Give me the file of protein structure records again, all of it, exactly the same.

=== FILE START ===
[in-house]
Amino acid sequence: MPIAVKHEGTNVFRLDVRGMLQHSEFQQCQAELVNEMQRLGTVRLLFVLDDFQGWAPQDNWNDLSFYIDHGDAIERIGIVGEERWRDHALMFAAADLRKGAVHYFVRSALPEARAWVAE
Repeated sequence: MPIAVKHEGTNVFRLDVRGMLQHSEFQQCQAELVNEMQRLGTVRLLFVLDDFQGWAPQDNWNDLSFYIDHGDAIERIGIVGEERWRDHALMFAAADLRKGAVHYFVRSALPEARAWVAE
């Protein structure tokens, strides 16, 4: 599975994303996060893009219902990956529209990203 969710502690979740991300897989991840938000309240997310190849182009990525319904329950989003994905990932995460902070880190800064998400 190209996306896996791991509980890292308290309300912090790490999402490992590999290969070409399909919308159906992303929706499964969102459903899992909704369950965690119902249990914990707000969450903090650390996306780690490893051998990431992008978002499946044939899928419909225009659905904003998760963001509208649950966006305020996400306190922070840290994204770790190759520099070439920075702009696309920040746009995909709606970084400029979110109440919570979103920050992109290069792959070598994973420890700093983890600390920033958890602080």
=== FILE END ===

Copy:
[in-house]
Amino acid sequence: MPIAVKHEGTNVFRLDVRGMLQHSEFQQCQAELVNEMQRLGTVRLLFVLDDFQGWAPQDNWNDLSFYIDHGDAIERIGIVGEERWRDHALMFAAADLRKGAVHYFVRSALPEARAWVAE
Repeated sequence: MPIAVKHEGTNVFRLDVRGMLQHSEFQQCQAELVNEMQRLGTVRLLFVLDDFQGWAPQDNWNDLSFYIDHGDAIERIGIVGEERWRDHALMFAAADLRKGAVHYFVRSALPEARAWVAE
């Protein structure tokens, strides 16, 4: 599975994303996060893009219902990956529209990203 969710502690979740991300897989991840938000309240997310190849182009990525319904329950989003994905990932995460902070880190800064998400 190209996306896996791991509980890292308290309300912090790490999402490992590999290969070409399909919308159906992303929706499964969102459903899992909704369950965690119902249990914990707000969450903090650390996306780690490893051998990431992008978002499946044939899928419909225009659905904003998760963001509208649950966006305020996400306190922070840290994204770790190759520099070439920075702009696309920040746009995909709606970084400029979110109440919570979103920050992109290069792959070598994973420890700093983890600390920033958890602080």